Earlier this week, a conference committee of New Hampshire state senators and representatives failed to agree on a compromise version of Senate Bill 569. This effectively ended consideration of the bill for the remainder of the legislative session.
SB 569 was introduced in January as a response to a high-profile cruelty case in New Hampshire. Both the American Kennel Club (AKC) and the Dog Owners of the Granite State (DOGS), our New Hampshire federation of fanciers and breeders, expressed deep concerns with SB 569. As introduced, the bill would have imposed potentially unconstitutional bond-for-care requirements for those charged with cruelty and significantly expanded the state’s definition of ‘commercial kennel’ to regulate non-commercial breeders and owners. We argued that New Hampshire already had strong anti-cruelty laws that, if enforced appropriately, would have helped address cases of cruelty; and as such, did not require vast expansion of regulatory oversight.
The Senate passed a less-harsh version of the bill in March. The New Hampshire House passed a significantly-amended version of the bill in early May which, after working with the House Environment and Agriculture Committee, both AKC and DOGS supported. Because the Senate and House versions differed, a conference committee of members from both chambers were appointed to work out differences. Those appointees failed to agree on a compromise.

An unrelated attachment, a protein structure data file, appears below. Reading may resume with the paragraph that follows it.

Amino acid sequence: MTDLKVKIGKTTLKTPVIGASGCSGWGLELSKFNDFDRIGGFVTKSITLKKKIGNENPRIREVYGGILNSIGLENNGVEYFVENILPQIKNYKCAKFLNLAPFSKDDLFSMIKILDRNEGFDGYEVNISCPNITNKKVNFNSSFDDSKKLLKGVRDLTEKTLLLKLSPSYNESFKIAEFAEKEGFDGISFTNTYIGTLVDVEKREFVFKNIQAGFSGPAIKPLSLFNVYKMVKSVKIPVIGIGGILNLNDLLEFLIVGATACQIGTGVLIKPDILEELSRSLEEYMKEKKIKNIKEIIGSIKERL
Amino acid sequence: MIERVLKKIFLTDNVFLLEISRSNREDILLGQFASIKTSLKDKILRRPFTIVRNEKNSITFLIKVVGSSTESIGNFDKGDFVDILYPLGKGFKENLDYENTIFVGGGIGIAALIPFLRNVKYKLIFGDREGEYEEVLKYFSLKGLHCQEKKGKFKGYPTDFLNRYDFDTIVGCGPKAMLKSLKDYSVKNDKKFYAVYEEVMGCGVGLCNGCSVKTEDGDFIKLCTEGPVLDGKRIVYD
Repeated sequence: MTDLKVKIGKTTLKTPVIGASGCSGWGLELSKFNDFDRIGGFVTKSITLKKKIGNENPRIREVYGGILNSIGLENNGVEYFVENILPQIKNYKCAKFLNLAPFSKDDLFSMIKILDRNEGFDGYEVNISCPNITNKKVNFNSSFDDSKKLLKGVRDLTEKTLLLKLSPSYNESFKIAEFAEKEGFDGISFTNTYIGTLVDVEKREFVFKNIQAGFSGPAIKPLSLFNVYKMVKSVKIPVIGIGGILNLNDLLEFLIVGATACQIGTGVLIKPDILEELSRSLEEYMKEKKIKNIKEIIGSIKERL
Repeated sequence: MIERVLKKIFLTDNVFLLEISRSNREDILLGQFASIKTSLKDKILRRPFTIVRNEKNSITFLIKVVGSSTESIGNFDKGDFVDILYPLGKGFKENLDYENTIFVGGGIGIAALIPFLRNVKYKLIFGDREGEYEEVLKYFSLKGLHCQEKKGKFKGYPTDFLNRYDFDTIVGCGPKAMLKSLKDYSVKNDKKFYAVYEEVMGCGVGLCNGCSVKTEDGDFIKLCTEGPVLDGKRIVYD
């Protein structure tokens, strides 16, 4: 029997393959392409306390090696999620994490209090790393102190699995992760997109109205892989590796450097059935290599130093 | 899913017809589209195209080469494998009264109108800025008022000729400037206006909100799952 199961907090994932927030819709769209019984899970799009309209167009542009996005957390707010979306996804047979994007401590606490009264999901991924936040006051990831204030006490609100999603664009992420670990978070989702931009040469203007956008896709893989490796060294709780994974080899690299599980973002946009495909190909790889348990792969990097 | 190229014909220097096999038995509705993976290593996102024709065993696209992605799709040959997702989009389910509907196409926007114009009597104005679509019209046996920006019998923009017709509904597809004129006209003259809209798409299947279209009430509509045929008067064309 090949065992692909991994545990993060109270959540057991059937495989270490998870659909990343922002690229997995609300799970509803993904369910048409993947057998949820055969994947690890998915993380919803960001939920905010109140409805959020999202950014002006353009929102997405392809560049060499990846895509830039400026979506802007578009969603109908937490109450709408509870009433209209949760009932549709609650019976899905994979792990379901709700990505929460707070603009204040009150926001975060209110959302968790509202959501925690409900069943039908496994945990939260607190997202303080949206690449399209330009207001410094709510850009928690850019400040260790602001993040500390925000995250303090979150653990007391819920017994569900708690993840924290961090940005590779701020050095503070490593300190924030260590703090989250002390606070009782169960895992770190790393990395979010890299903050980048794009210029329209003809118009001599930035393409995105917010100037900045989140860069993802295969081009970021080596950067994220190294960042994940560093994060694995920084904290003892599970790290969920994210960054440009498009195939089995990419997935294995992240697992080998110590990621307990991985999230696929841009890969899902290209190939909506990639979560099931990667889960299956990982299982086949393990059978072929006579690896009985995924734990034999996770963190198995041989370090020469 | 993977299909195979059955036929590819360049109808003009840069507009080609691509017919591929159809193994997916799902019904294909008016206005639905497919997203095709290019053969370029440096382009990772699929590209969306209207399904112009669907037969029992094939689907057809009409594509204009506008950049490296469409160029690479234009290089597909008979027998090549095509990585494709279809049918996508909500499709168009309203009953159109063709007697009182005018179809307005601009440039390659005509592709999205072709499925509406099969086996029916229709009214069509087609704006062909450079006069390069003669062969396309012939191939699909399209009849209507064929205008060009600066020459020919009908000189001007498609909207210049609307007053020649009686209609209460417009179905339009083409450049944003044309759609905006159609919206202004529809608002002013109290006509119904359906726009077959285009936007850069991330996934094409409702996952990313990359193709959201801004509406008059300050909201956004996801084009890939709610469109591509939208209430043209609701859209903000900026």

The American Kennel Club commends the many concerned fanciers, enthusiasts, breeders, and owners who successfully advocated for changes throughout the months-long consideration of Senate Bill 569. The AKC offers our sincerest congratulations to the Dog Owners of the Granite State, which worked tirelessly in ensuring that the rights of responsible breeders and owners were respected while promoting sound, effective, and appropriate breeder and cruelty laws.